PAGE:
Diversity with corporate law departments has taken center stage of late, or so it seems. In the most recent Corporate Legal Operations Consortium (CLOC) State of the Industry Report on law departments, implementing a Diversity and Inclusion program was the top-ranked issue in the list of priorities for 2021. Anyone who keeps up with developments in law departments would have a hard time missing the plethora of recent articles, statements, and open letters from law departments on the subject. The most discussed move – and then rapid halt – was that of Coca Cola’s (now former) General Counsel Bradley Gayton. In January, while still Coke’s GC, he published an open letter to the company’s outside counsel stating that any law firm seeking to continue to do business with the company had to commit to having at least 30 percent of billed time be from “diverse attorneys,” and at least half of that time be from Black attorneys – only to resign three months later, putting the program on hold.

In truth, Coca-Cola’s demand was just that – a demand. It could hardly be described as a program since it lacked a plan for working with Coke’s law firms to implement changes and achieve the stated requirements. Other law departments described the move as “intriguing” and “inspiring” but did not indicate they would follow suit. It’s not a stretch to infer the letter’s stark demand and its threat of punishment did not go over well and precipitated Gayton’s resignation. It also seems possible, even likely, that his stance lacked the necessary buy-in both internally and from outside counsel. The likelihood of failure to deliver on Coke’s demands might have had some law firms throwing up their hands at the outset, and if so, they must have breathed a sigh of relief when news broke that the program had been shelved indefinitely.

The Coke saga exposes some stark truths. Law departments can continue to make one-sided demands and take an easy, simple approach to try to make an impact. They can also continue to sign letters of intent without concrete actions tied to them. However, they will need to participate in their diversity programs with outside counsel if they really want to see change and positively impact the number of under-represented attorneys working on their matters. Acting as if it’s not their problem begs a key question about achieving diversity and inclusion across the legal industry as a whole. Law firms’ diversity problems are glaring, but some law departments are all too content to focus on their outside attorneys without making sure their own house is in order.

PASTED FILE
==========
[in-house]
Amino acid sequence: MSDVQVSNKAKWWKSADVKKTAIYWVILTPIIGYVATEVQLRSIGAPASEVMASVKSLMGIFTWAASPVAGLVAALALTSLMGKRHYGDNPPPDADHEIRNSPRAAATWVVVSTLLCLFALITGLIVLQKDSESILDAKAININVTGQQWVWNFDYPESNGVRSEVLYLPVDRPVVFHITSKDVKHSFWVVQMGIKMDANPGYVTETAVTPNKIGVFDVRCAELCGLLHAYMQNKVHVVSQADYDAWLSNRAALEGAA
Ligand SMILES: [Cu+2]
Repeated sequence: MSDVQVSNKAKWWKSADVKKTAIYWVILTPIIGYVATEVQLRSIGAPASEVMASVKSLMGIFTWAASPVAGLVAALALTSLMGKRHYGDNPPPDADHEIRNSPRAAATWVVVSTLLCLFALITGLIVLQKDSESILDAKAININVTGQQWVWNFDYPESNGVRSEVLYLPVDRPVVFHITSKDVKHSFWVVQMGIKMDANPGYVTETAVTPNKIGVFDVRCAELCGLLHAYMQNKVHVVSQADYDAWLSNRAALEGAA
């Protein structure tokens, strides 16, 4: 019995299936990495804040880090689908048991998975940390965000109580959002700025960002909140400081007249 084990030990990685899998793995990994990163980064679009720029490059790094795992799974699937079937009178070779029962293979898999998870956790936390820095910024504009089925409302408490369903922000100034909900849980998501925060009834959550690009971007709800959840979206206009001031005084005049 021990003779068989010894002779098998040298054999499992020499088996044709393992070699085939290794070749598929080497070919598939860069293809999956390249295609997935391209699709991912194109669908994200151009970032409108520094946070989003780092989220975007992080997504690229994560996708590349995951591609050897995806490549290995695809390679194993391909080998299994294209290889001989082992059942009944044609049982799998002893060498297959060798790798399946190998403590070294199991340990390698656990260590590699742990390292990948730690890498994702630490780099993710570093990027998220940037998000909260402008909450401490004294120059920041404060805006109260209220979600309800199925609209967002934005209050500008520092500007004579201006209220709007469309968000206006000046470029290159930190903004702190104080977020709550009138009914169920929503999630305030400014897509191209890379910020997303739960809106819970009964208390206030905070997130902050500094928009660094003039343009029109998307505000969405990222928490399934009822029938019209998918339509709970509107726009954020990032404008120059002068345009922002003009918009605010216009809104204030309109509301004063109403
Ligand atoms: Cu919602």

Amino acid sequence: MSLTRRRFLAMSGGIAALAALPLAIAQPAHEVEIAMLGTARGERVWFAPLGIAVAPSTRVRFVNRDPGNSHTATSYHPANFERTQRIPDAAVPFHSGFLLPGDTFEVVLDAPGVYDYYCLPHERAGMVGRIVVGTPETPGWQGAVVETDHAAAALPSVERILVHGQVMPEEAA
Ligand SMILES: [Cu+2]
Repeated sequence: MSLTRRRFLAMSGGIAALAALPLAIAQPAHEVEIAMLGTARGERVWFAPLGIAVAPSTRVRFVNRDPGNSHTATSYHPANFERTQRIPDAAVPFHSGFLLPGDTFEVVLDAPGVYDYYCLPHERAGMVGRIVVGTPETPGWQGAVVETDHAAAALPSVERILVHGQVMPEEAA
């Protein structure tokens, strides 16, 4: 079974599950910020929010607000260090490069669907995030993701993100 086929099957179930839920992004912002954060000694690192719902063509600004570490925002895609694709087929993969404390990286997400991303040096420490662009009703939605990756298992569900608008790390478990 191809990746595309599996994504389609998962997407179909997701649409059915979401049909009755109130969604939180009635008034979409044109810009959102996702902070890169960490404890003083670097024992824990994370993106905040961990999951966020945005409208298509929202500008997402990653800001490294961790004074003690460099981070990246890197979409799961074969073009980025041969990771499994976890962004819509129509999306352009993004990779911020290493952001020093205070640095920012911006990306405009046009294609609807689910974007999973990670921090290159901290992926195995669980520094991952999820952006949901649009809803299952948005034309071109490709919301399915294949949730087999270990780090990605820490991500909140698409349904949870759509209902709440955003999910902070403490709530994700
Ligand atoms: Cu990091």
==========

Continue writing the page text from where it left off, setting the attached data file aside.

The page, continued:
This presents a real opportunity for partnership toward common goals that could move the industry forward. Certainly, law departments should focus intensely on gathering their firm’s DE&I data and analyze it more often so that their outside counsel can course-correct more frequently. Yet, the metrics currently tracked are limited and do not tell the whole story. Collecting the right data is crucial if the industry is to gain an accurate understanding of the problem. Demographic information is important, but it’s not complete when you rely on HR systems and financial data and ignore those categories like people with disabilities and LGBTQ+ individuals, which require some degree of self-disclosure. Moreover, there remains a huge gap in data-gathering around things like mentorship, professional development, client-facing opportunities, value of work, and billing credit. These are critical aspects of effective DE&I programs.

Experience also tells us that law firms aren’t great at measuring inclusion or engagement (if they measure it at all). When diverse attorneys move on from their law firms, it’s rare that the law firm understands what played into that decision. Anonymous surveys that allow attorneys to freely express how inclusive the law firm is and how engaged they feel can serve as an early warning system to alert a firm to brewing problems.

Law firms can look quite different from each other, and when it comes to goals and metrics, one size may not fit all. Law departments and their outside counsel can work together to define what success means. It may look different from one firm to another, given a particular firm’s challenges and trouble areas. Some firms might be quite good at hiring large numbers of diverse new law graduates but failing to retain those Associates due to lack of training or inadequate structured mentoring to keep those Associates on track.

One certainty is that law departments must make sustained efforts and execute long-term strategies if they are to succeed in holding law firms accountable. Progress isn’t as simple as leveling one-sided demands. Law departments should collaborate with their law firms on improving the methods to collect data and ensuring that the right data are collected – all of it. Sometimes uncomfortable conversations are necessary – for example, when metrics involve items like how a firm gives matter credit, origination credit, and assigns diverse attorneys on client relationship teams. But if general counsel remain unsure how their law firms are giving credit and the methods those firms use to ensure promotion and retention of diverse attorneys, progress will be hindered.

The recent focus on DE&I is welcome, but it’s not enough. It’s time to take a more holistic approach to making progress on DE&I. Doing so requires a concerted effort from law departments and their outside counsel, together.

Elevate welcomes diverse ideas, voices, and opinions. The views expressed by the author do not necessarily reflect the views of the company. Please contact us if you have any comments.